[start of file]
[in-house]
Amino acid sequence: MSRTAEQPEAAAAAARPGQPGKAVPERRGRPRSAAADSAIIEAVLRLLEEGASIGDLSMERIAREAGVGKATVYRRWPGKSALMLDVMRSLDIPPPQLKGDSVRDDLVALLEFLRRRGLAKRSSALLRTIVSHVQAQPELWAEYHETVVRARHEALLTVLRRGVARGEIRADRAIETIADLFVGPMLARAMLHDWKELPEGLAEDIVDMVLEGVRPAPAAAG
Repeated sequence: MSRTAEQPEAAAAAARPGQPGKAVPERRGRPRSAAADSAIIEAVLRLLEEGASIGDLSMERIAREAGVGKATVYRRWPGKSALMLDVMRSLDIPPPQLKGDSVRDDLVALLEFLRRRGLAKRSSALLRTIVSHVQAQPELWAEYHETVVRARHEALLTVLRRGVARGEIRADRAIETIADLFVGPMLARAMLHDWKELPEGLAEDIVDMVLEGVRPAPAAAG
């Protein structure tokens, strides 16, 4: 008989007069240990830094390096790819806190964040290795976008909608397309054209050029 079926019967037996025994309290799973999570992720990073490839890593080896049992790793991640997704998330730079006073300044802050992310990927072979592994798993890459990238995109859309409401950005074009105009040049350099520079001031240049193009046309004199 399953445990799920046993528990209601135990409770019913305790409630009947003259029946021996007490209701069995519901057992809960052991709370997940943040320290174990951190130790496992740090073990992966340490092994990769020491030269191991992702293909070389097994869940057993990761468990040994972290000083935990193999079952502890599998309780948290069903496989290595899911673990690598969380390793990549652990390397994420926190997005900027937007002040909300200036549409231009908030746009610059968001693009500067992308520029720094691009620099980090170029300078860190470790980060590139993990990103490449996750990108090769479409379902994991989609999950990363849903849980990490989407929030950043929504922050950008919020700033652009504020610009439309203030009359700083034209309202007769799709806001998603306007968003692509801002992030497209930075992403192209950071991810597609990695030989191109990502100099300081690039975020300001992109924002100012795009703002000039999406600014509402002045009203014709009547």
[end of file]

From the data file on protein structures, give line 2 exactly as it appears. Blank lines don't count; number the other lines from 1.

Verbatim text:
Amino acid sequence: MSRTAEQPEAAAAAARPGQPGKAVPERRGRPRSAAADSAIIEAVLRLLEEGASIGDLSMERIAREAGVGKATVYRRWPGKSALMLDVMRSLDIPPPQLKGDSVRDDLVALLEFLRRRGLAKRSSALLRTIVSHVQAQPELWAEYHETVVRARHEALLTVLRRGVARGEIRADRAIETIADLFVGPMLARAMLHDWKELPEGLAEDIVDMVLEGVRPAPAAAG